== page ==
When someone (or some computer) out there on the Internet, so to speak, want to connect to one of your machines, they ask their local nameserver for an IP address matching the hostname they're interested in.
So if you tell someone "hey, take a look at my cool website http://www.example.com", the other guy's computer will ask its local nameserver "hey, what's an IP address for www.example.com?"
Assuming the local nameserver has never looked up the answer to that question before, it will ask the root nameservers to find out which server(s) handle lookups for ".com". When it gets that answer, it will ask those servers which servers handle lookups for "example.com". When it gets that answer, if will ask those servers for an IP address for "www.example.com".
When the server(s) for example.com respond with an IP address for www.example.com, they will also give the requesting nameserver a hint about how long it should remember the answer to this question. That hint is called the "TTL", or "time to live", and it is measured in seconds. There is no guarantee that any server will pay any attention to the TTL - some nameservers may be configured to never remember the answers to lookups, and will always repeat the process even if asked several times per second. Other nameservers may be configured to keep the answer for a long time, even if you have suggested that the data only be kept for a short time, perhaps because they want to minimize network traffic. The TTL is just a suggestion, not a requirement or a guarantee.
The literal answer to your question - why aren't your DNS records propagating out onto the internet - is that they aren't doing that because they're not supposed to.
Also, if you are looking at your own DNS information using a site that's designed to research or debug DNS information, chances are that site isn't going to cache data for long, or at all, regardless of what your TTL suggestion is, because the site's goal is probably to provide information about what the DNS system says RIGHT NOW, not 5 or 50 or 500 seconds ago. This is why your changes are reflected immediately, and why the service stops working as soon as you disconnect your nameservers.
I suspect your underlying question might be "how can I set things up so that if my DNS server reboots or its hard disk dies, other people on the internet will still be able to see my webpages?"
The answer to that question is to set up several nameservers for your domain, and to have them running on different machines - ideally, not just different physical computers, but with different network connections, perhaps even in different cities or states or countries or continents. Most of these nameservers will be set up as "slaves", which means they look to a "master" nameserver for their information, and then repeat that information to anyone who asks them for data.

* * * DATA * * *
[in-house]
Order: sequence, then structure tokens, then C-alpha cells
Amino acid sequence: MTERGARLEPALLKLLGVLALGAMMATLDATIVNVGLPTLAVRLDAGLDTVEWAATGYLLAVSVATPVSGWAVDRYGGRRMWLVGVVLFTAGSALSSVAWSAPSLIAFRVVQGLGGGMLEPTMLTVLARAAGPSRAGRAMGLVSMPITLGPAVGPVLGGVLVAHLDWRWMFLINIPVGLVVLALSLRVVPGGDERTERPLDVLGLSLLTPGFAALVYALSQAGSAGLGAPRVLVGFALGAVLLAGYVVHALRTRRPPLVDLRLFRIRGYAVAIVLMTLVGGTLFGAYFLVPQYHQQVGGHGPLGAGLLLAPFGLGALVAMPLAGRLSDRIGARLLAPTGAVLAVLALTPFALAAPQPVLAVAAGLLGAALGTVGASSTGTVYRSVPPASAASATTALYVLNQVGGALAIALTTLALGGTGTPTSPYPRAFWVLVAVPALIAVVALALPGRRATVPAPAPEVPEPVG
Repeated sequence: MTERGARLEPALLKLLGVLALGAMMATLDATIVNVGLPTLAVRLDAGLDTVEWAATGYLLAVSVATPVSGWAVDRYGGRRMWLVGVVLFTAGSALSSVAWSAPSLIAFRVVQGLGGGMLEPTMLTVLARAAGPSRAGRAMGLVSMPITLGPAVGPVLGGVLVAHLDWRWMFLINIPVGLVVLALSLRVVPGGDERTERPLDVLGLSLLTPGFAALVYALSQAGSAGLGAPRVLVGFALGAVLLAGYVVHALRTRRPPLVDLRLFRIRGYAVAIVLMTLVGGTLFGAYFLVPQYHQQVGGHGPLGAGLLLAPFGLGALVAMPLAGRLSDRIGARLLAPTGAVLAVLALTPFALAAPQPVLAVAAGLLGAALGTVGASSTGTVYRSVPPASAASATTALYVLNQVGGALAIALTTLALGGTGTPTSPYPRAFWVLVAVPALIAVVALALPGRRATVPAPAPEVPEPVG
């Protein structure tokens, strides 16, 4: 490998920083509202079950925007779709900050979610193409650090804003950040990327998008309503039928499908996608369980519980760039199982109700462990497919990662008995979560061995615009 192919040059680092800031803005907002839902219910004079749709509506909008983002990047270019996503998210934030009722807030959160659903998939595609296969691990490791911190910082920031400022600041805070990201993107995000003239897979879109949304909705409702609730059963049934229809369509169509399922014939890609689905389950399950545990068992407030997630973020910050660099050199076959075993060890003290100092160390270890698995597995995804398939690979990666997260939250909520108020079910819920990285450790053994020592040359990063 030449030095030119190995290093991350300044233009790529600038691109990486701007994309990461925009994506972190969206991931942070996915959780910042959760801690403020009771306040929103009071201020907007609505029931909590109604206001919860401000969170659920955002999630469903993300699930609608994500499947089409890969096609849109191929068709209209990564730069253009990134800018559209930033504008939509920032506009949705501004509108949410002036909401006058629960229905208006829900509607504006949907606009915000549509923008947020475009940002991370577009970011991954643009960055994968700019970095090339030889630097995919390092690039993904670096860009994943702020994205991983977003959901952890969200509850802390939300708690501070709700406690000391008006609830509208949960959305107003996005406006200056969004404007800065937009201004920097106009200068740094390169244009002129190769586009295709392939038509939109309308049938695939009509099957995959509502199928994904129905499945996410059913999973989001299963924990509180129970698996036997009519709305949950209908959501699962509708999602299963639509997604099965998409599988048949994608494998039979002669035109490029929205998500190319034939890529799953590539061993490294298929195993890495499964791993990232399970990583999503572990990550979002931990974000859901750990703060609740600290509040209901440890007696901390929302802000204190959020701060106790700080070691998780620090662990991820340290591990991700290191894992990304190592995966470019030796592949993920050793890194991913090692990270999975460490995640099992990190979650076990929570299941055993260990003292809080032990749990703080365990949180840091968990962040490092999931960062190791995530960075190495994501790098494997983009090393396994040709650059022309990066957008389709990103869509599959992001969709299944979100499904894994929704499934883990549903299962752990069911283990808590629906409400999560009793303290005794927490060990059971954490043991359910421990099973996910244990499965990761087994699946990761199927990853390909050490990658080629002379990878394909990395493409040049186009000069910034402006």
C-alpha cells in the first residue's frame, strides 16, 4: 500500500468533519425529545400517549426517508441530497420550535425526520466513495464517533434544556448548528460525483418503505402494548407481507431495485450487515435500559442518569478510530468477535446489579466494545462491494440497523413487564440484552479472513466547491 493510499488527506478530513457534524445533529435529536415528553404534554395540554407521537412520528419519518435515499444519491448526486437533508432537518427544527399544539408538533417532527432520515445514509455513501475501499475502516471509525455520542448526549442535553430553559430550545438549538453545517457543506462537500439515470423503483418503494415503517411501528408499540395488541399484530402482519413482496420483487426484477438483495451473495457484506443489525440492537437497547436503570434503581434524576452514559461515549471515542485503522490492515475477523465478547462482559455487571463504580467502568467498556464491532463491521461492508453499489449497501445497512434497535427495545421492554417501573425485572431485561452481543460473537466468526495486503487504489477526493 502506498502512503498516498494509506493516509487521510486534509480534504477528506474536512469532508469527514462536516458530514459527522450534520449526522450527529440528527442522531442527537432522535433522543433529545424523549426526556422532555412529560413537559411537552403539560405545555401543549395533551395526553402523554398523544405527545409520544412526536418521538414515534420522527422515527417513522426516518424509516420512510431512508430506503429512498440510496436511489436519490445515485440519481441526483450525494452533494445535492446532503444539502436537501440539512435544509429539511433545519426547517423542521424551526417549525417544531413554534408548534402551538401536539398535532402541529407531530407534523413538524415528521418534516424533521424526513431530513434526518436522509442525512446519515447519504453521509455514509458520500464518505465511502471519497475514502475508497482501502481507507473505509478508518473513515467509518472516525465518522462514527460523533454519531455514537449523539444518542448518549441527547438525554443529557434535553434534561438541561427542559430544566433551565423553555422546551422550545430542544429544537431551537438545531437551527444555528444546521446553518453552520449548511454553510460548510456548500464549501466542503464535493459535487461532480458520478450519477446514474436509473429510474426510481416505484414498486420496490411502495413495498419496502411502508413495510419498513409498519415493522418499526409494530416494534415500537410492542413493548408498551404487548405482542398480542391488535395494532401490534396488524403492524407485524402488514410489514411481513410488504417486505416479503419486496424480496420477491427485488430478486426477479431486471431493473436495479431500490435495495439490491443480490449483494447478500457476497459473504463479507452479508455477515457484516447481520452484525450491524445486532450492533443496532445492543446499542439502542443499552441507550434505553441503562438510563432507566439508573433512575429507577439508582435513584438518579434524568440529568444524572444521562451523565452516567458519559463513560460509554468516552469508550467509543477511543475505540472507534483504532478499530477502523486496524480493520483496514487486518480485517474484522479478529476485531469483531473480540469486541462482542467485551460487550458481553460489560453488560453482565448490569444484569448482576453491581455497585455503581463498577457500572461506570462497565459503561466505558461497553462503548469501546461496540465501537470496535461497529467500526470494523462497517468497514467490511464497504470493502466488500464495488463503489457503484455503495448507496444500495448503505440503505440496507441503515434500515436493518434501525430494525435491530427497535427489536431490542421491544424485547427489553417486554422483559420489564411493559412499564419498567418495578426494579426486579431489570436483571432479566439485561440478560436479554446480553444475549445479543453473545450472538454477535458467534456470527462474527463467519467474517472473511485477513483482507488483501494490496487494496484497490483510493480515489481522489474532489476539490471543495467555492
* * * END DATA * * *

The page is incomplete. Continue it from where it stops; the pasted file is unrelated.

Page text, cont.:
So, in your WHOIS data with your domain name registrar, you might configure four nameservers for your domain:
where ns1.example.com is your current DNS server. ns2.example.com might be another machine in your company/organization - ideally not on the same subnet and in the same server rack (or under the same guy's desk) as ns1.example.com.
ns1.example.com will be considered the "master" server, and when you want to change your DNS, you will make your changes on that machine.
ns2.example.com will be configued as a "slave" server, that just copies whatever data you've set up on ns1.example.com - but the outside world doesn't care about the master/slave distinction, ns2.example.com will be considered just as "official" as ns1.example.com.
ns1.otherguy.com and ns2.otherguy.com are machines that are set up somewhere else - maybe you make an arrangement with a friend/colleague at another organization to run nameservers for each other, or maybe you get set up with dyndns.com or everydns.net or any of the other free or commercial DNS providers. However you work that out, you get those machines configured as slaves, so that they pull the DNS information for example.com from ns1.example.com (your "master"), and they will serve that DNS information to any machine on the internet that asks for it.
Once your domain registrar publishes the new NS records for your domain (which should be approximately instantaneously), then when someone out on the internet asks which domain name server handles "example.com", they'll get four answers -
ns1.example.com, ns2.example.com, ns1.otherguy.com, ns2.otherguy.com
Depending on how the other guy's nameserver is set up, it might treat those four as a list and ask them one at a time how to reach "www.example.com" - or it might ask all four of them the same question at the same time, and just take the answer from whichever machine answers first. Either way, if ns1.example.com is down because the hard disk died or you decided to reboot or whatever, then the other 3 machines will be available to answer the question instead, and your website will continue to be visible.
The easiest way to solve this problem is to sign up with a DNS service provider who will handle DNS for your domain - the price for this ranges from free to thousands (probably even tens or hundreds of thousands) of dollars per month, depending on the level of service you want. You can get reasonably reliable service for $30/yr or so. The free services aren't awful and, hence, have a pretty good bang-for-the-buck ratio, but if you depend on your website to make money, you oughta be able to come up with $30 for a year's worth of DNS.
Then, follow the instructions from the DNS service provider to change the NS records at your domain name registrar, and you'll be all set.
example.cominstead -- it's officially reserved for that purpose.